“If I sign a non-compete and non-disclosure agreement, can I work in the same field for a different company? I want to make sure I’m not limiting my future career options.”
Many employers require their employees to sign non-compete and non-disclosure agreements as a condition of employment. There are a number of reasons for such agreements, although the primary stated reason is that companies want to protect their investment in you and their own information.
A non-disclosure agreement protects trade secrets, intellectual property, or any other special information obtained by an executive during his employment. While these agreements are almost always required, you should be careful not to sign one that would limit you from using publicly available information or knowledge you developed on your own. Even though the agreements may not be enforceable, it may take years to litigate the coverage.
A non-compete agreement may be enforceable if it is:
Necessary to protect an employer’s legitimate business interest;
Reasonably limited in geographic scope and duration;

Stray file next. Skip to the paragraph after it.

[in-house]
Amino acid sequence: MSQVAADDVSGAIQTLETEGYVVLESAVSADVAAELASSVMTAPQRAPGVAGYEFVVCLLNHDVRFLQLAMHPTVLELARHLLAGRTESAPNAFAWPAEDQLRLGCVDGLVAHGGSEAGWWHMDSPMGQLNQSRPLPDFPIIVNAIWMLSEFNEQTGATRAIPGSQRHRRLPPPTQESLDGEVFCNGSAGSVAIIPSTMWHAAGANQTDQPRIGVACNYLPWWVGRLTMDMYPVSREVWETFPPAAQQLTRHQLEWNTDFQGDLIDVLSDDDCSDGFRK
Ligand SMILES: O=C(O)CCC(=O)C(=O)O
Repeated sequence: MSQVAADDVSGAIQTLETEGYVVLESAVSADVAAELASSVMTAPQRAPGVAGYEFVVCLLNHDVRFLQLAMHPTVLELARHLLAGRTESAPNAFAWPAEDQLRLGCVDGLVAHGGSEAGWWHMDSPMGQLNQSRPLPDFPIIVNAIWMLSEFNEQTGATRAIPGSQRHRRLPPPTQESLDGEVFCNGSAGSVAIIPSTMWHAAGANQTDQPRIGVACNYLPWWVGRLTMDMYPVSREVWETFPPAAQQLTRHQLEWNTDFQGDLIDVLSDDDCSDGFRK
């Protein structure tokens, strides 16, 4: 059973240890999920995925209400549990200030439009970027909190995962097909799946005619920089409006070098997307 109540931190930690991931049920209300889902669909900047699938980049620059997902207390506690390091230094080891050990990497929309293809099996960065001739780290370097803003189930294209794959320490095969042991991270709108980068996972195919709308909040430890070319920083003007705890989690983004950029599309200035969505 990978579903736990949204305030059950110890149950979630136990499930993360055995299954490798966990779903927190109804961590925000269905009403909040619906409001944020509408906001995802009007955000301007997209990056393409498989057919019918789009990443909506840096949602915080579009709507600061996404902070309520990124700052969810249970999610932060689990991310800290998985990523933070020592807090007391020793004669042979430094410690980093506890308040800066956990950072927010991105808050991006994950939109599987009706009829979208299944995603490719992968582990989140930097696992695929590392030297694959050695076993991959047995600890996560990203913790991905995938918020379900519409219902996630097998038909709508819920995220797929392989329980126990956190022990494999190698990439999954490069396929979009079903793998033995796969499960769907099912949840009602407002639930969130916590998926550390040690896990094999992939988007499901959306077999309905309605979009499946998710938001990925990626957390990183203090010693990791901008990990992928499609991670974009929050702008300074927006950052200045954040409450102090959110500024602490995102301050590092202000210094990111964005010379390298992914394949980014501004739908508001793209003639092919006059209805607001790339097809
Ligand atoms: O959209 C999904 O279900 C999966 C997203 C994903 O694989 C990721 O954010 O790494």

Reasonably limited to the scope of occupation; and
Supported by consideration.
But, even in those situations, there may still be a way out.
Severance packages may also include critical non-compete and non-disclosure agreements.
Before signing, be knowledgeable of the effects any such agreement may have on your future ability to obtain employment.
Contact us if you have any questions or check out our FAQs page on executive compensation.
This information is not a do-it-yourself guide to resolving employment disputes or handling employment litigation. While some may find this useful for understanding the basic issues and their legal context, it is NOT a substitute for experienced legal counsel and does not provide legal advice. Please contact the team at Gordon Law Group to discuss your specific case.